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stream cipher

Vernam's Cipher

Gilbert Vernam was a digital systems designer from the early 20th century. He invented the stream cipher, what browsers often use today to encrypt messages exchanged with protected web sites. In his days, however, the mechanism of choice was the relay: an electromagnetic switch. Vernam also described the one-time pad, and noted the danger in reusing the key stream.

What, then is a Vernam cipher? Is it a stream cipher or a one-time pad? I've seen the term used both ways.

Now we can check the source. Steve Bellovin recently blogged on Vernam's work, and posted a PDF of Vernam's original  paper. Vernam wrote the paper for an AIEE conference (that's one of the precursors of today's IEEE - Bellovin negotiated permission to post the historic paper).

If we look at the historical description, Vernam does not restrict his cipher to the one-time pad case. Thus, a Vernam cipher in practice might - or might not - be a one-time pad. [revised 9/7/09]

Matlab, RC4, and Crypto-Graphics

A while back I used graphical images to illustrate why you never, ever want to reuse the keystream of a stream cipher. Recently I've constructed similar examples to show the role of modes in using block ciphers. There's a nice set of block mode examples in Wikipedia, but I wanted to include the real result of applying the mode.

 

smileycolorsmileyecbsmileycbc

 

While cryptographic neophytes may want to know why the second encryption clearly failed (if you can read the message, the encryption failed), cryptographic experts may find it interesting to see other examples of cryptographic failures appearing graphically.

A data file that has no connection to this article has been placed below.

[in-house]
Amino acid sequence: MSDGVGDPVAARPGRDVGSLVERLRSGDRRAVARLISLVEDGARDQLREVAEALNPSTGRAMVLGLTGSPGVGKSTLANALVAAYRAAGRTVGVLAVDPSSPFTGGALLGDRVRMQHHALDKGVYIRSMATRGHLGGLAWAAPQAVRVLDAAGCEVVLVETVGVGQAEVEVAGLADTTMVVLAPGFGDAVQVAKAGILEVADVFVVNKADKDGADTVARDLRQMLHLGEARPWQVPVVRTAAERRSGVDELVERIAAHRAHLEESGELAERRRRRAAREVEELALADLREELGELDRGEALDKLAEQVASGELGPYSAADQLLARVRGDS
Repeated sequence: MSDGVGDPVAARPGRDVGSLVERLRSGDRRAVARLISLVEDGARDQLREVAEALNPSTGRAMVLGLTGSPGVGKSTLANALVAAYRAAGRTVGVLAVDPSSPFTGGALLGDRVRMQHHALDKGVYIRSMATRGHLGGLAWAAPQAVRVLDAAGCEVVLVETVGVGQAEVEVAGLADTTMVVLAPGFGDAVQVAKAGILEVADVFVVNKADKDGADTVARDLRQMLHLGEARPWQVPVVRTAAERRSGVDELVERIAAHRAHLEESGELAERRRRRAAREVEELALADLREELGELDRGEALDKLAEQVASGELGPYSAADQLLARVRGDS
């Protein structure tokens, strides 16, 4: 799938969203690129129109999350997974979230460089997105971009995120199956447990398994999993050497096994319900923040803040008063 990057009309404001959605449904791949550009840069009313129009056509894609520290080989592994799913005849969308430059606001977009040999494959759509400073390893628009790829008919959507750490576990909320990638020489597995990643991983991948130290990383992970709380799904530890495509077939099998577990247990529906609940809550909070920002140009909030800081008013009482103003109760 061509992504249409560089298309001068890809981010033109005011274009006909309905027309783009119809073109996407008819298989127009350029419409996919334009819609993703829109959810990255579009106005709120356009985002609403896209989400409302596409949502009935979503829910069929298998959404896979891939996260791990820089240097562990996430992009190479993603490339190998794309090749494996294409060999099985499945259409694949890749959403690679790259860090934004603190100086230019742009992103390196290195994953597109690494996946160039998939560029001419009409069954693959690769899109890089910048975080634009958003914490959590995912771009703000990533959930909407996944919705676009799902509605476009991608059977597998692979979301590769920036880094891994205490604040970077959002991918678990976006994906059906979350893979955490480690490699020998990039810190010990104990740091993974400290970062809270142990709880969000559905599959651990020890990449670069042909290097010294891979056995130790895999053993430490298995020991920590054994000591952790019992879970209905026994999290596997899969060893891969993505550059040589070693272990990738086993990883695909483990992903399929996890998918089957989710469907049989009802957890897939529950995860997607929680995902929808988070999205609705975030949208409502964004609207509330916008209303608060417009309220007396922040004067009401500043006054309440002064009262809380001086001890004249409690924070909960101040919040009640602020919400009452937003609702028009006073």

[There is a later post with more info on RC4 in Matlab

]

 

A while back I used graphical images to illustrate why you never, ever want to reuse the keystream of a stream cipher. Recently I've constructed similar examples to show the role of modes in using block ciphers. There's a nice set of block mode examples in Wikipedia, but I wanted to include the real result of applying the mode.

 

smileycolorsmileyecbsmileycbc

 

While cryptographic neophytes may want to know why the second encryption clearly failed (if you can read the message, the encryption failed), cryptographic experts may find it interesting to see other examples of cryptographic failures appearing graphically.

 

[There is a later post with more info on RC4 in Matlab]

 

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Stream Cipher Reuse: A Graphic Example

Take a look at the following image. You should see two different 'messages' here.

Smiley overlaying the \" title=

  Two messages

This particular mis-mash of messages reflects the failure of otherwise strong cryptography: the improper implementation of a one-time pad or a stream cipher.

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Encrypting with XOR: A Graphic Example

The exclusive or operation - a logical function applied to binary bits, like AND, OR, and NOT - is a fundamental encryption technique. It is often used in stream ciphers, which are widely used in web browsers when connecting to secure web servers.

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Stream Ciphers

Whenever your browser establishes a “secure” connection to a web site, it encrypts the data. Traditionally, the browser and site use a stream cipher called Rivest Cipher #4 (RC4), although some sites use newer techniques.

Stream ciphers use a deceptively simple mechanism: you combine the plaintext data, bit by bit, with “key” bits, using the exclusive or operation. This is often abbreviated xor, and denoted by ⊕ - a circle with a cross.

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